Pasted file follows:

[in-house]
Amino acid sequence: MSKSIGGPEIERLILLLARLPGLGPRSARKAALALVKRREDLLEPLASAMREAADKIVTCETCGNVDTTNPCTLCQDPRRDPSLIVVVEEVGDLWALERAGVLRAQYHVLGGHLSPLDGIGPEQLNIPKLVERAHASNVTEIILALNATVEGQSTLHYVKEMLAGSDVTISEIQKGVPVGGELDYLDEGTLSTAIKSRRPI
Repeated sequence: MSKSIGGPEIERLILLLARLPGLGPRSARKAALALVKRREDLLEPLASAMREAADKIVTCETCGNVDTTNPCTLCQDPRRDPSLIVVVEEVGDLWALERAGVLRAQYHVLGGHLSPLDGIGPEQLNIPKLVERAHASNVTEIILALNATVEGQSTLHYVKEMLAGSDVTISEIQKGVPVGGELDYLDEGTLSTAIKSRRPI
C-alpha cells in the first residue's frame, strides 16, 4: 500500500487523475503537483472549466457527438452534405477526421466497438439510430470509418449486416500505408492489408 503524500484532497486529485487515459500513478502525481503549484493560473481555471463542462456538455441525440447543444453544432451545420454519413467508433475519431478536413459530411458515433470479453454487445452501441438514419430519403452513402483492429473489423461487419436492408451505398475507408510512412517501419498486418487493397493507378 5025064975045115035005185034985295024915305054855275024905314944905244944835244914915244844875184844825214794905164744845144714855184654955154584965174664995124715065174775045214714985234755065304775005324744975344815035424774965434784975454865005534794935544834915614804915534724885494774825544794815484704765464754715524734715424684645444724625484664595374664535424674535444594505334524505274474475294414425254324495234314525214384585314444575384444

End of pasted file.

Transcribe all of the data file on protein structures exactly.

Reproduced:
[in-house]
Amino acid sequence: MSKSIGGPEIERLILLLARLPGLGPRSARKAALALVKRREDLLEPLASAMREAADKIVTCETCGNVDTTNPCTLCQDPRRDPSLIVVVEEVGDLWALERAGVLRAQYHVLGGHLSPLDGIGPEQLNIPKLVERAHASNVTEIILALNATVEGQSTLHYVKEMLAGSDVTISEIQKGVPVGGELDYLDEGTLSTAIKSRRPI
Repeated sequence: MSKSIGGPEIERLILLLARLPGLGPRSARKAALALVKRREDLLEPLASAMREAADKIVTCETCGNVDTTNPCTLCQDPRRDPSLIVVVEEVGDLWALERAGVLRAQYHVLGGHLSPLDGIGPEQLNIPKLVERAHASNVTEIILALNATVEGQSTLHYVKEMLAGSDVTISEIQKGVPVGGELDYLDEGTLSTAIKSRRPI
C-alpha cells in the first residue's frame, strides 16, 4: 500500500487523475503537483472549466457527438452534405477526421466497438439510430470509418449486416500505408492489408 503524500484532497486529485487515459500513478502525481503549484493560473481555471463542462456538455441525440447543444453544432451545420454519413467508433475519431478536413459530411458515433470479453454487445452501441438514419430519403452513402483492429473489423461487419436492408451505398475507408510512412517501419498486418487493397493507378 5025064975045115035005185034985295024915305054855275024905314944905244944835244914915244844875184844825214794905164744845144714855184654955154584965174664995124715065174775045214714985234755065304775005324744975344815035424774965434784975454865005534794935544834915614804915534724885494774825544794815484704765464754715524734715424684645444724625484664595374664535424674535444594505334524505274474475294414425254324495234314525214384585314444575384444